Why Humans Are Like Sea Urchins

12 November 2006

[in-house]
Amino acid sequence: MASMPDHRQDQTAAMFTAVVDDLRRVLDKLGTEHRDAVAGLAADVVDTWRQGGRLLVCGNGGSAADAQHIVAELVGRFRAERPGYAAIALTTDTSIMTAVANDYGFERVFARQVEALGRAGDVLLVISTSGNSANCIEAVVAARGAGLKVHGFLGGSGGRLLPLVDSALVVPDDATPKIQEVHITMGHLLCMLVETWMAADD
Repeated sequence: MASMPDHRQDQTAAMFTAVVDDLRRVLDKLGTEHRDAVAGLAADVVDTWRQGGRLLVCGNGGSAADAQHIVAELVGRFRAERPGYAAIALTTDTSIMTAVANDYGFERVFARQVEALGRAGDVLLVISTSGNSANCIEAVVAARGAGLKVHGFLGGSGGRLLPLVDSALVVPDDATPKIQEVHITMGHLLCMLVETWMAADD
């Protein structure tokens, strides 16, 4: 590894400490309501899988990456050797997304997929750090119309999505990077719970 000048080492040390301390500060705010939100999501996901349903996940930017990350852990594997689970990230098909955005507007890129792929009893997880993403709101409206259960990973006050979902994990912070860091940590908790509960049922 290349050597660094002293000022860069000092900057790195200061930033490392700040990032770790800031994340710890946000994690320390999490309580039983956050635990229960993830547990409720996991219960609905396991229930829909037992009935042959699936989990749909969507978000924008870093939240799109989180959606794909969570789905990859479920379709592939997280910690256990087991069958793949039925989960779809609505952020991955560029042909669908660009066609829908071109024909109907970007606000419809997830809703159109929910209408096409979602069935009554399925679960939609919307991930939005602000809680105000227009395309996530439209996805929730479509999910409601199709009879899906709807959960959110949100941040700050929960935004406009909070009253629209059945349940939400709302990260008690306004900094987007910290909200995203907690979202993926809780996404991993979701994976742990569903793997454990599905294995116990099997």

You might not feel much like a Californian purple sea urchin, but you're more like one than you might think, according to the latest results from Baylor College of Medicine in Houston. Researchers there have decoded all 814 million letter of DNA in the urchin's genome, revealing more than 23,000 genes. So why are the urchins so interesting? Well they're thought to share a common ancestor with humans. Now I don't mean your granny, but a sea creature that lived around 540 million years ago. This ancestor lead to a group of animals called Deuterostomes - which include humans and all other vertebrates (that's creatures with backbones). The researchers found that sea urchins shared most of the gene families found in humans, although we have more genes in each family. Most intriguingly, sea urchins have genes for sensory proteins that are important for vision and hearing in humans. But the urchins have no eyes or ears, but instead has its sensors in a tube-like appendage. One of the project leaders, Erica Sodergren, says that the sea urchin reminds us of the underlying unity of all life on earth. It's a similar set of genes and proteins being used in different ways by different creatures to create the huge diversity of living forms on our planet.


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